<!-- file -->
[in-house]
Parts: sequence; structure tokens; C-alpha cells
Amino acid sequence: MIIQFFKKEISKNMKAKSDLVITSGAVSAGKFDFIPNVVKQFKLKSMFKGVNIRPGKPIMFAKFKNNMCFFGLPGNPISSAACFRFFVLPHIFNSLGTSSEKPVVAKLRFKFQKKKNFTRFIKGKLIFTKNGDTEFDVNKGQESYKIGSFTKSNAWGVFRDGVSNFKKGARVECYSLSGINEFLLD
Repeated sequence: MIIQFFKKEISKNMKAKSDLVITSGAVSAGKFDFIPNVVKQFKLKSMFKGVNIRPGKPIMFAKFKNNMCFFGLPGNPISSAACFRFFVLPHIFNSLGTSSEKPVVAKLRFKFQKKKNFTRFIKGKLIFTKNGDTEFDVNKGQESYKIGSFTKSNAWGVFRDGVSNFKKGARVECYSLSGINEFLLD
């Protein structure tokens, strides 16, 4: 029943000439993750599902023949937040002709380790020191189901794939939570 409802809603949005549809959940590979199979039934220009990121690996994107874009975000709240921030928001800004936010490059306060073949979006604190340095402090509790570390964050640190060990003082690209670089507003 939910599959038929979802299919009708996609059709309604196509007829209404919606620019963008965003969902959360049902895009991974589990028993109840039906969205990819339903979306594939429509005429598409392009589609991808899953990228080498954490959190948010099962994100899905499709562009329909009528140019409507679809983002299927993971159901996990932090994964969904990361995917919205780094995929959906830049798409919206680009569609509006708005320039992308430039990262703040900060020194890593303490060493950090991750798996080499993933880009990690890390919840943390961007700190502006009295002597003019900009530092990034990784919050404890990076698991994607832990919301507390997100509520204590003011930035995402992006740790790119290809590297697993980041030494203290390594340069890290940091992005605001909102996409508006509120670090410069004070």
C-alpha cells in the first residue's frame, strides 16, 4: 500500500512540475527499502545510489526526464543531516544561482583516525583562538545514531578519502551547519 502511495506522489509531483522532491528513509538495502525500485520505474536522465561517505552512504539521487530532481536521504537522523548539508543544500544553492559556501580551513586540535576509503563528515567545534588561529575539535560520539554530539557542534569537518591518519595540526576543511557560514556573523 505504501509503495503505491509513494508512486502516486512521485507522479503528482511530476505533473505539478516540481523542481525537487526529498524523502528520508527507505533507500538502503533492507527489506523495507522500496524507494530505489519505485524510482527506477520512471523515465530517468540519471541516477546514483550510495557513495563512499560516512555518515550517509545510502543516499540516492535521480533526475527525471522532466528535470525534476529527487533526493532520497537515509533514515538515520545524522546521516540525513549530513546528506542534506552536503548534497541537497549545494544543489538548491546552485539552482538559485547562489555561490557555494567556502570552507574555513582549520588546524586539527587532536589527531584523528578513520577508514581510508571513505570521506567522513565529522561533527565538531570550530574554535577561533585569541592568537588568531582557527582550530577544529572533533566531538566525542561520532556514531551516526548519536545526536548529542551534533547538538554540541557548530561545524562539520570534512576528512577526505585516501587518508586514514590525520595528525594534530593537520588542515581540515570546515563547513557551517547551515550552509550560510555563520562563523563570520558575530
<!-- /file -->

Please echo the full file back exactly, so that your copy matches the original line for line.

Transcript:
[in-house]
Parts: sequence; structure tokens; C-alpha cells
Amino acid sequence: MIIQFFKKEISKNMKAKSDLVITSGAVSAGKFDFIPNVVKQFKLKSMFKGVNIRPGKPIMFAKFKNNMCFFGLPGNPISSAACFRFFVLPHIFNSLGTSSEKPVVAKLRFKFQKKKNFTRFIKGKLIFTKNGDTEFDVNKGQESYKIGSFTKSNAWGVFRDGVSNFKKGARVECYSLSGINEFLLD
Repeated sequence: MIIQFFKKEISKNMKAKSDLVITSGAVSAGKFDFIPNVVKQFKLKSMFKGVNIRPGKPIMFAKFKNNMCFFGLPGNPISSAACFRFFVLPHIFNSLGTSSEKPVVAKLRFKFQKKKNFTRFIKGKLIFTKNGDTEFDVNKGQESYKIGSFTKSNAWGVFRDGVSNFKKGARVECYSLSGINEFLLD
């Protein structure tokens, strides 16, 4: 029943000439993750599902023949937040002709380790020191189901794939939570 409802809603949005549809959940590979199979039934220009990121690996994107874009975000709240921030928001800004936010490059306060073949979006604190340095402090509790570390964050640190060990003082690209670089507003 939910599959038929979802299919009708996609059709309604196509007829209404919606620019963008965003969902959360049902895009991974589990028993109840039906969205990819339903979306594939429509005429598409392009589609991808899953990228080498954490959190948010099962994100899905499709562009329909009528140019409507679809983002299927993971159901996990932090994964969904990361995917919205780094995929959906830049798409919206680009569609509006708005320039992308430039990262703040900060020194890593303490060493950090991750798996080499993933880009990690890390919840943390961007700190502006009295002597003019900009530092990034990784919050404890990076698991994607832990919301507390997100509520204590003011930035995402992006740790790119290809590297697993980041030494203290390594340069890290940091992005605001909102996409508006509120670090410069004070």
C-alpha cells in the first residue's frame, strides 16, 4: 500500500512540475527499502545510489526526464543531516544561482583516525583562538545514531578519502551547519 502511495506522489509531483522532491528513509538495502525500485520505474536522465561517505552512504539521487530532481536521504537522523548539508543544500544553492559556501580551513586540535576509503563528515567545534588561529575539535560520539554530539557542534569537518591518519595540526576543511557560514556573523 505504501509503495503505491509513494508512486502516486512521485507522479503528482511530476505533473505539478516540481523542481525537487526529498524523502528520508527507505533507500538502503533492507527489506523495507522500496524507494530505489519505485524510482527506477520512471523515465530517468540519471541516477546514483550510495557513495563512499560516512555518515550517509545510502543516499540516492535521480533526475527525471522532466528535470525534476529527487533526493532520497537515509533514515538515520545524522546521516540525513549530513546528506542534506552536503548534497541537497549545494544543489538548491546552485539552482538559485547562489555561490557555494567556502570552507574555513582549520588546524586539527587532536589527531584523528578513520577508514581510508571513505570521506567522513565529522561533527565538531570550530574554535577561533585569541592568537588568531582557527582550530577544529572533533566531538566525542561520532556514531551516526548519536545526536548529542551534533547538538554540541557548530561545524562539520570534512576528512577526505585516501587518508586514514590525520595528525594534530593537520588542515581540515570546515563547513557551517547551515550552509550560510555563520562563523563570520558575530